The end of tourism?
An interesting Australian article that's relevant to our own experience with overseas visitors and how their sheer numbers have the potential to overwhelm our backcountry resource. "Tourism operators are being told to focus on relationships rather than destinations, or risk repeating the mass-tourism mistakes of Barcelona and Venice. Key points: Tourist operators are finding travellers want to have a positive impact upon communities and the environment Denmark now shuns the term 'tourist' in favour of short or long-term resident People-to-people connections have been found to lead to repeat visitation Stewart Moore, the CEO of Earthcheck, said backlash against mass-tourism globally shows the industry has been more concerned with marketing than destination management." https://www.abc.net.au/news/2019-07-28/untourist-movement-kicks-against-global-mass-tourism/11344940
its one thing for tourists to do their own research, get informaed and make their own mind up about coming to nz. its another when far larger numbers of come here based mainly on heavy marketing.. ones who are likely to have done less homework on average and may be more likely to be general tourists who care less about how they treat the local environment and how easily damaged it can be.. and may be more likely to need to be rescued because they are more ignorant about the specifics of what its like being in the outdoors and mountains in NZ. and all the provincial areas that get thrashed now by tourists that dont have the infrastructure put into them to help them cope with the vast no's of tourists brought in by the marketing campaigns
I have nothing against tourists except that there is 4 million of them every year. In perspective every man woman child that lives here hosts one tourist every year. The obvious answer is to cap tourist visas but that will never happen as tourism is our second biggest earner and to do so would have a very negative effect on the economy.Because of the way international trade works every dollar a tourist spends here is 2 dollars we dont have to spend overseas to buy stuff made overseas. We may not like the number of tourists but we cant afford not to welcome them with open arms
part of the problem is the rapid expansion in tourist no's means the infrastructure to deal with them is always lagging far behind...
true but also how many people can go to Tongarero crossing? If you want to double that number how do you do it? How many people can Rotorua or Queenstown accommodate? Where are you going to put the extra hotels. How can twice as many people visit whakawherawera?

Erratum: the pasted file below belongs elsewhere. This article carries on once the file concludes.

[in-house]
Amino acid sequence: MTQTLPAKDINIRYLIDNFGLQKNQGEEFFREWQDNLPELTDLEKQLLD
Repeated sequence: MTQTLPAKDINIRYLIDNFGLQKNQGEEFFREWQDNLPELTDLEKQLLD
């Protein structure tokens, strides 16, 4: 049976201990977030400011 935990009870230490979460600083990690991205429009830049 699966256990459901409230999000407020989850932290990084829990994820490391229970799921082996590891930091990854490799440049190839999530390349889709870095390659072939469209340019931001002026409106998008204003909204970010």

I have heard a suggestion that we could enable Te Araroa walkers to come back and do volunteer track work on Te Araroa. The person I talked to reckoned there would be a lot of walkers who would be very keen to participate. In the US, the trails are maintained by volunteers.
I have an answer to my earlier question. Street lights on the Tongariro crossing. I hope no one who has the ability to make that happen reads my post.
in the US the trails are maintained by US volunteers, most are getting on in years and there arent enough young omes replacing them, the vast majority of TA walkers are from overseas on tight time schedules, they finish the walk and fly back overseas..
I was reading an article today about voluntourism in Cambodia.It is a big problem for the skilled locals as it prevents them from being employed and upskilled. The author stayed seversl years and administrated a venture where she was the only foreigner and eventually reached her goal of no longer being required to run things.
If a country can afford to pay people to do all the required work then there is no need to volunteer. However I dont think any country can afford to pay for every desirable project
I just want to add that not all TA walkers skip country after finishing, never to return. When I was walking through Nelson Lakes last year, the volunteer hut warden at Blue Lake was an ex-TA walker from California. Actually,now that I think of it, 3 of the 4 hut wardens in the park at that time were American volunteers. I'm sure that they are in the minority, but it would seem that there is a proportion of tourists who are willing to volunteer their time along the TA trail (most likely so they can be part of the TA walking comradery one last time) Cheers, Moh
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